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Excerpt from Oral History Interview with Orval Faubus, June 14, 1974. Interview A-0031. Southern Oral History Program Collection (#4007) See Entire Interview >>

Faubus thinks busing is wasteful and illegal

Faubus explains his opposition to busing, which he thinks is a waste of money and illegal.

Citing this Excerpt

Oral History Interview with Orval Faubus, June 14, 1974. Interview A-0031. Southern Oral History Program Collection (#4007) in the Southern Oral History Program Collection, Southern Historical Collection, Wilson Library, University of North Carolina at Chapel Hill.

Full Text of the Excerpt

WALTER DE VRIES:
But didn't you actually campaign on an anti-busing platform in part?
ORVAL FAUBUS:
No, it had never come up when I was governor before.
JACK BASS:
No, I say in 1970.
ORVAL FAUBUS:
Oh yeah. I'm opposed to it now. I think it's the most ridiculous thing I ever heard in my life. Three quarters of a million dollars of unnecessary expense in Little Rock, which could go to increased teachers' salaries, buy training aids for children, have better school facilities, or whatever.
JACK BASS:
But you wouldn't have desegregated schools.
ORVAL FAUBUS:
Well, the basis of the first suit in Little Rock was that they lived in this region, therefore they should be permitted to go to this school in this region. Neighborhood school complex. That was the basis of the suit that brought about this crisis. So now it's completely reversed.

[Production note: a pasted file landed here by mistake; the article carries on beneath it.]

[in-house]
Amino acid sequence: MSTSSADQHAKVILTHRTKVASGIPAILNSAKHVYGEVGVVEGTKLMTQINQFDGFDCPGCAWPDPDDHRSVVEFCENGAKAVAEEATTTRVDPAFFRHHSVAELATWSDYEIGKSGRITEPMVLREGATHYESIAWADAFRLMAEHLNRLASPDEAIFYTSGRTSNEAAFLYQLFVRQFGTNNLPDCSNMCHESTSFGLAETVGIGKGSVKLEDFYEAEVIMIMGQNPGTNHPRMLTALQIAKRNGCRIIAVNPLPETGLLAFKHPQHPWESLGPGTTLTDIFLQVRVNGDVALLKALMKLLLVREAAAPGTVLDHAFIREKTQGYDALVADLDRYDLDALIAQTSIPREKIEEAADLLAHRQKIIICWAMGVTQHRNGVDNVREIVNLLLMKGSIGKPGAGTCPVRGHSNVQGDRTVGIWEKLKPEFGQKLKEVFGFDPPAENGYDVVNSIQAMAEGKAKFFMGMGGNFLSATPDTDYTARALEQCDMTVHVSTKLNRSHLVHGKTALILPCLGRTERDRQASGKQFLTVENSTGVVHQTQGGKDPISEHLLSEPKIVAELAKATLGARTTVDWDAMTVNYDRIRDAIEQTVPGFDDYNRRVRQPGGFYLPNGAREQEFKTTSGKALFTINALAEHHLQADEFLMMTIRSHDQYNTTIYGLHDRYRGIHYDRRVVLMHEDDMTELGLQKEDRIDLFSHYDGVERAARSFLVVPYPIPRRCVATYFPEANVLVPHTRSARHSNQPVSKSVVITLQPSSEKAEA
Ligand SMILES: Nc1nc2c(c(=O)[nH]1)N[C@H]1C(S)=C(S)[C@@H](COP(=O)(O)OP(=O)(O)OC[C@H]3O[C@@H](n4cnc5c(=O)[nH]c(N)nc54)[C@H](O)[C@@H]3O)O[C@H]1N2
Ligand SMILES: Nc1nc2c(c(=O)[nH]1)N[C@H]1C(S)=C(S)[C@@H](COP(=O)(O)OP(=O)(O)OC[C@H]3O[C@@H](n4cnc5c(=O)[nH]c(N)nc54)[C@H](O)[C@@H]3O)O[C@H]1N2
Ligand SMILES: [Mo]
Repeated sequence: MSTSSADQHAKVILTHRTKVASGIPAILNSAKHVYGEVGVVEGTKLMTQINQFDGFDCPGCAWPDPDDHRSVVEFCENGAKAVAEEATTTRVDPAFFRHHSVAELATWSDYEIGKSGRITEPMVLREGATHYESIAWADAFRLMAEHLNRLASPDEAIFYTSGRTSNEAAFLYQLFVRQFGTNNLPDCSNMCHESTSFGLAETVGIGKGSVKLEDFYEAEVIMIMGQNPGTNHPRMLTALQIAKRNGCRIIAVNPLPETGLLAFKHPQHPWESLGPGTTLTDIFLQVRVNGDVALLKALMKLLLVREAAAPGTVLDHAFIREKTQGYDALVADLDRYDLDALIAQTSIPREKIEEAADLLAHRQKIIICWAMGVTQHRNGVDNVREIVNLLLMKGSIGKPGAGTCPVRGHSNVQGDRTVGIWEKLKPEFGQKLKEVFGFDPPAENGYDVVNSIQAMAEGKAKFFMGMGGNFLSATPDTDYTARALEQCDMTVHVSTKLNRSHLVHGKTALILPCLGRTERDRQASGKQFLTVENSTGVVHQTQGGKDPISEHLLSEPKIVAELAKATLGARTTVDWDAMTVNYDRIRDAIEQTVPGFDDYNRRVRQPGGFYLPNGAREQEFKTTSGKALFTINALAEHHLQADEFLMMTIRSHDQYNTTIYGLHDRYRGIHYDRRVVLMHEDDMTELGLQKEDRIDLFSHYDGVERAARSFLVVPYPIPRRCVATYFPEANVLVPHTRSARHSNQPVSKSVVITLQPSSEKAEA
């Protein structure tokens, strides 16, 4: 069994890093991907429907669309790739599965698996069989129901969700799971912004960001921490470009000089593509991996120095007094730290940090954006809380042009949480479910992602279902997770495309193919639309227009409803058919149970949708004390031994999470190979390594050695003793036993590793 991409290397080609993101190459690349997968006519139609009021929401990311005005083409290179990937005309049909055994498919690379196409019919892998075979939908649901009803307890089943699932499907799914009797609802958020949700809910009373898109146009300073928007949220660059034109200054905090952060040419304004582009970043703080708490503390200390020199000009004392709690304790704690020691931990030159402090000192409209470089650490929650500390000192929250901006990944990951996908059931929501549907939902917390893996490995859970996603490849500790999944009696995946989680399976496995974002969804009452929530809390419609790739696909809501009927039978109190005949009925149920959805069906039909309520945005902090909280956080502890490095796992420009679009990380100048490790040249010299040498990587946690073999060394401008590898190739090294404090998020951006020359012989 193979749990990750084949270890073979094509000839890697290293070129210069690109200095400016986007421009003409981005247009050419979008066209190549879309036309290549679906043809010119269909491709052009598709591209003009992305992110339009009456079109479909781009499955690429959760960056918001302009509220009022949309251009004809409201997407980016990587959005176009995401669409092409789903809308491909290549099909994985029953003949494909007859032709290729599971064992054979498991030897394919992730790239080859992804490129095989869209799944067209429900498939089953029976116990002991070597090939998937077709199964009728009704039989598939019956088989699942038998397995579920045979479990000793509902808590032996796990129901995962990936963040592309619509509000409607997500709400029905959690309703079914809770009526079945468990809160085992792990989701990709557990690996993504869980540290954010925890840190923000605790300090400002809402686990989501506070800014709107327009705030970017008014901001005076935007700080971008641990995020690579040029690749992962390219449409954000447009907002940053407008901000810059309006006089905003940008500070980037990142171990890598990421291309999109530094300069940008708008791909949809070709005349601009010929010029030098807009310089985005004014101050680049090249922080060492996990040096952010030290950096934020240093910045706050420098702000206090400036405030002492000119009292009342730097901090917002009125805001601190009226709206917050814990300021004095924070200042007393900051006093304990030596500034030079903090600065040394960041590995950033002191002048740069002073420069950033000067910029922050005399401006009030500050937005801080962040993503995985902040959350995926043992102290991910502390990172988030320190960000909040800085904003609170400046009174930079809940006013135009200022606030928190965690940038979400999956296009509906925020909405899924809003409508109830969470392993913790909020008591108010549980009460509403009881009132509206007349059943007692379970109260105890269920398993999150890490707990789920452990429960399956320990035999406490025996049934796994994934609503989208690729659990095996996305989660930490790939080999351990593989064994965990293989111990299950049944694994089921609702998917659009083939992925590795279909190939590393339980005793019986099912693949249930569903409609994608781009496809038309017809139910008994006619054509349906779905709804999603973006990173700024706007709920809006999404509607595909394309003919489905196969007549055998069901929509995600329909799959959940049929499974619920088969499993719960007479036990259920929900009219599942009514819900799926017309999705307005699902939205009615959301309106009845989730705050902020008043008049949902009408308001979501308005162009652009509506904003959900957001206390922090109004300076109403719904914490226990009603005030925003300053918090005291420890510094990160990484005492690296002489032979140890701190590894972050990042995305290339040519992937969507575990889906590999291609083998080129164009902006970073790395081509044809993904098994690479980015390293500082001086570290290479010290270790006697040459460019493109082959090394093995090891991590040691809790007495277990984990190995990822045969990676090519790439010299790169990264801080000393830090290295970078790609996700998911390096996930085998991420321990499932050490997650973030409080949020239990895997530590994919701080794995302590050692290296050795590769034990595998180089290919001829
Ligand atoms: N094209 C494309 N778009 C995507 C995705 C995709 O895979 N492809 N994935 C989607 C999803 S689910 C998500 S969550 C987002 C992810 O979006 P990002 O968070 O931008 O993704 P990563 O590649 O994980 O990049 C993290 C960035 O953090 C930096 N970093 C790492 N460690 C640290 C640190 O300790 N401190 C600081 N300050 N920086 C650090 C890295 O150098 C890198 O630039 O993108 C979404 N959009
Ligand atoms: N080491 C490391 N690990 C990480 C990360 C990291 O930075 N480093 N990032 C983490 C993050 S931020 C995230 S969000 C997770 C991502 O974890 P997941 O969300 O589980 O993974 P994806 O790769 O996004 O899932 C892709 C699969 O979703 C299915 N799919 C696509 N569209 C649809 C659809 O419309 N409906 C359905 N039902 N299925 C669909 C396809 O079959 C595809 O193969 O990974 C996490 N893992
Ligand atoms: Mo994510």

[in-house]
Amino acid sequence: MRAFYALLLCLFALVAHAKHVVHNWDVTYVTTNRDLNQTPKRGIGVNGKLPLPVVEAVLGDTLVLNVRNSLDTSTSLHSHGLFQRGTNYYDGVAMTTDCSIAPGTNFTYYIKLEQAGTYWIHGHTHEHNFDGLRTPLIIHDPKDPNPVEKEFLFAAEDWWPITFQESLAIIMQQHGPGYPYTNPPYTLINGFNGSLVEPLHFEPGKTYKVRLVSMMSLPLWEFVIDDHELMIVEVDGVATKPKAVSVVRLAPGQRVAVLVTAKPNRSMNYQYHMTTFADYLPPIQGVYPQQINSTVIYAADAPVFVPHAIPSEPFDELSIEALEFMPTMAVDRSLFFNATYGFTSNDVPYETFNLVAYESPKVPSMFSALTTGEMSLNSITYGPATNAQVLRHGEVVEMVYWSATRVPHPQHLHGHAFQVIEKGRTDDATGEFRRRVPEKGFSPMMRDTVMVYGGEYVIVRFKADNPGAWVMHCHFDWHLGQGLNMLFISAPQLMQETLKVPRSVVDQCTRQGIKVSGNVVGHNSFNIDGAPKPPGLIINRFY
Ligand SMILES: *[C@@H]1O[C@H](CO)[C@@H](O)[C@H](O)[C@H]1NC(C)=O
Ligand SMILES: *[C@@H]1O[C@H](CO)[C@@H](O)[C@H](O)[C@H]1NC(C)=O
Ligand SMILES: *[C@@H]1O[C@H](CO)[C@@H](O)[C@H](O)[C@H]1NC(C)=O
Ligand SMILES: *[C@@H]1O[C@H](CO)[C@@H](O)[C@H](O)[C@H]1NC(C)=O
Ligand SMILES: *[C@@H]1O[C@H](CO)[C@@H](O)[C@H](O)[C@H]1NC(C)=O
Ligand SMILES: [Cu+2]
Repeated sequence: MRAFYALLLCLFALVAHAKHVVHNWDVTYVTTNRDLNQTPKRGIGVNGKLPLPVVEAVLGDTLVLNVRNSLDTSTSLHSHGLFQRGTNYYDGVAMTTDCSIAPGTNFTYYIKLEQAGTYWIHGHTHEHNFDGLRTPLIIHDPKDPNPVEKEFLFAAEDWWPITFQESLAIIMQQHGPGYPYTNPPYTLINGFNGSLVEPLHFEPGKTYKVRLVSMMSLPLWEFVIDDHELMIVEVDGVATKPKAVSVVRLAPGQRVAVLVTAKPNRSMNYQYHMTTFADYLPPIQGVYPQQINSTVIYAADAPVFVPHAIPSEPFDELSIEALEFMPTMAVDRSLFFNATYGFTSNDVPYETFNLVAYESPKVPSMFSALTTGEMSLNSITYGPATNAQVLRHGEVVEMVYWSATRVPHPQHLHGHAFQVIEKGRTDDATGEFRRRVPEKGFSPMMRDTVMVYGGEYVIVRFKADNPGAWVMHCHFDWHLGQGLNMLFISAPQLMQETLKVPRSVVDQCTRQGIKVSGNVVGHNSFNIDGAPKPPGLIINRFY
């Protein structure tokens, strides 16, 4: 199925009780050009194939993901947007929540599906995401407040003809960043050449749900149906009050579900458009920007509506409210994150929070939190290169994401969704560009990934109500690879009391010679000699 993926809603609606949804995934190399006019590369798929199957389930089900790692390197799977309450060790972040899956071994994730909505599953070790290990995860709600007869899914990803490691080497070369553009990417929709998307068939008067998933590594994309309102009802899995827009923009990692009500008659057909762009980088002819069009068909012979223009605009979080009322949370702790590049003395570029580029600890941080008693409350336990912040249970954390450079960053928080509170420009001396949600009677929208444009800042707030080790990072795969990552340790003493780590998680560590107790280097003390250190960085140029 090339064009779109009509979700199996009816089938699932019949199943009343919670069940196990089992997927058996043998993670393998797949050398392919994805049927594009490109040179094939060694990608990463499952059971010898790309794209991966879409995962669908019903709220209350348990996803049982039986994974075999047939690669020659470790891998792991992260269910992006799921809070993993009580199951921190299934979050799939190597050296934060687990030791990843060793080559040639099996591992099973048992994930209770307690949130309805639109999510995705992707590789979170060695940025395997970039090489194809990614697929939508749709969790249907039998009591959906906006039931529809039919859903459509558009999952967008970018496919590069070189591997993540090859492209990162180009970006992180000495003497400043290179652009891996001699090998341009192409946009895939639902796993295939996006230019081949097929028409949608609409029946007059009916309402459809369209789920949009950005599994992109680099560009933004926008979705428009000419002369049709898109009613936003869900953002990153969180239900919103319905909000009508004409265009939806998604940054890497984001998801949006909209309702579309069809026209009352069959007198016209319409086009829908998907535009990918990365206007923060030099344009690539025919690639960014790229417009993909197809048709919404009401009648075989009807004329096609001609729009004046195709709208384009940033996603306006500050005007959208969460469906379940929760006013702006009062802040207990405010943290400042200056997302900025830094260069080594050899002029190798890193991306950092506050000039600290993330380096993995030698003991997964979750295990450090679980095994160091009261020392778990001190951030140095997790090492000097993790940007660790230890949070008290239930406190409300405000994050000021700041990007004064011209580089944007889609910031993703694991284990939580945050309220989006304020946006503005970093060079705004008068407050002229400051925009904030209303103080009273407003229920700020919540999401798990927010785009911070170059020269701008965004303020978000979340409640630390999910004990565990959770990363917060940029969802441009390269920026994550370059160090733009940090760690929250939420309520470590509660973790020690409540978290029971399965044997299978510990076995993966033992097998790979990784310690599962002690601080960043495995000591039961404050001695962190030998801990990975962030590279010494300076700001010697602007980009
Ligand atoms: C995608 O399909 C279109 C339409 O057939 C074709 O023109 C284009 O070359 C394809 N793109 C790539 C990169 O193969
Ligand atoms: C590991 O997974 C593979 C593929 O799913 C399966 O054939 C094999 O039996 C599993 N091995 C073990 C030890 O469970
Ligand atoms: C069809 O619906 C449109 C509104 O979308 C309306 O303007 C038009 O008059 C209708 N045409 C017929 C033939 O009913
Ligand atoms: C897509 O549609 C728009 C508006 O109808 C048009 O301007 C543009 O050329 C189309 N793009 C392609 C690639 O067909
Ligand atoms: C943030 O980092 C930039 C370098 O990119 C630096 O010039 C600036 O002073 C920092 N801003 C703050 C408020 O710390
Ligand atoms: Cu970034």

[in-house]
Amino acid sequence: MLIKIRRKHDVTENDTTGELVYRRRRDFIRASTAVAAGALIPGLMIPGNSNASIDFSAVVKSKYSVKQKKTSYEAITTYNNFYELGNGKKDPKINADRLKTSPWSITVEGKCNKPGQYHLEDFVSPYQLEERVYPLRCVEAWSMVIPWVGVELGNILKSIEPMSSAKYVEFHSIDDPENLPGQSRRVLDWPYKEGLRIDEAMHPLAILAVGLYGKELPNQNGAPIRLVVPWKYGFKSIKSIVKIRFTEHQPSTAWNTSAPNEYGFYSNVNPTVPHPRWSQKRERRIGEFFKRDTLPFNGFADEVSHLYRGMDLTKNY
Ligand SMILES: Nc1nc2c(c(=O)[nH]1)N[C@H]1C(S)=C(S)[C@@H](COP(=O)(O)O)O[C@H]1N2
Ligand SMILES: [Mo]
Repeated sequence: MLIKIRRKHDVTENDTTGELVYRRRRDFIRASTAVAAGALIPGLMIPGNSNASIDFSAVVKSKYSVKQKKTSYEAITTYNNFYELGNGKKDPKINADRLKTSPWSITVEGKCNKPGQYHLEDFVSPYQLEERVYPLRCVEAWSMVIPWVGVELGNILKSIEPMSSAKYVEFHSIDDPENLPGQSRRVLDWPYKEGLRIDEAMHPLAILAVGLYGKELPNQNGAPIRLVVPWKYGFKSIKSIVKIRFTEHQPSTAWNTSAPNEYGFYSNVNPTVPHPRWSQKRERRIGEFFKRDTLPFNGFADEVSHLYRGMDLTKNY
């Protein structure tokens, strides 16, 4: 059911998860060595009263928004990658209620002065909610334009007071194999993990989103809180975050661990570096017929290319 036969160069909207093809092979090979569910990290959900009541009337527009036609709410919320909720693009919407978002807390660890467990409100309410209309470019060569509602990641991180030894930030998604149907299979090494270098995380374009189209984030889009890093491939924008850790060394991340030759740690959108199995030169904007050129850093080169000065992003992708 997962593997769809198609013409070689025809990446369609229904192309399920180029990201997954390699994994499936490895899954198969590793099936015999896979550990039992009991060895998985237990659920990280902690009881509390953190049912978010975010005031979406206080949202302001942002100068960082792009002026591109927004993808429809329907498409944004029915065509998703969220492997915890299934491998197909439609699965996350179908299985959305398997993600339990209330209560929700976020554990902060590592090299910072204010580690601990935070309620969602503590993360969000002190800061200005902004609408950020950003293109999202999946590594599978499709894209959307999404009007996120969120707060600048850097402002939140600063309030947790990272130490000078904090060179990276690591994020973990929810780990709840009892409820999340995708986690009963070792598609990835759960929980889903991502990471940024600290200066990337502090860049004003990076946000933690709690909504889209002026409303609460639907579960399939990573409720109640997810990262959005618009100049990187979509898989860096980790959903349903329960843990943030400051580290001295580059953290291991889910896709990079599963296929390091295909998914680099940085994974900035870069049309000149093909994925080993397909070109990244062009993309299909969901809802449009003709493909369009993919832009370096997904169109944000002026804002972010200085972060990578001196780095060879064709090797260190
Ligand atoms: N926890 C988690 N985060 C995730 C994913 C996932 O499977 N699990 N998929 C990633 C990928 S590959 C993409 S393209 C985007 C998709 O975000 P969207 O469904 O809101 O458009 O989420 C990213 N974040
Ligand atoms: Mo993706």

JACK BASS:
— the Supreme Court decision since that time, which have made changes in the interpretation of what the 14th Amendment requires and I think the Alexander case [unclear] unknown achieve the greatest degree of desegregation.
ORVAL FAUBUS:
I think all that's beyond the Constitution and beyond the intent of Congress even, at the time. But then if the president doesn't sort of halt the courts. . . . If the chief executive, whoever he is, of whatever party, if he continues to carry out any order of a federal court, no matter how illegal, then they have complete authority. They can rule. If you set up a judicial dictatorship. And it's not just in this field. In the field of, say, law and order, their interpretations of say legal rights, individual rights of criminals.
JACK BASS:
You said that. . . . Is there a way in which a Supreme Court decision can be illegal?
ORVAL FAUBUS:
Sure, any time it goes beyond the Constitution or the law of Congress, it's illegal.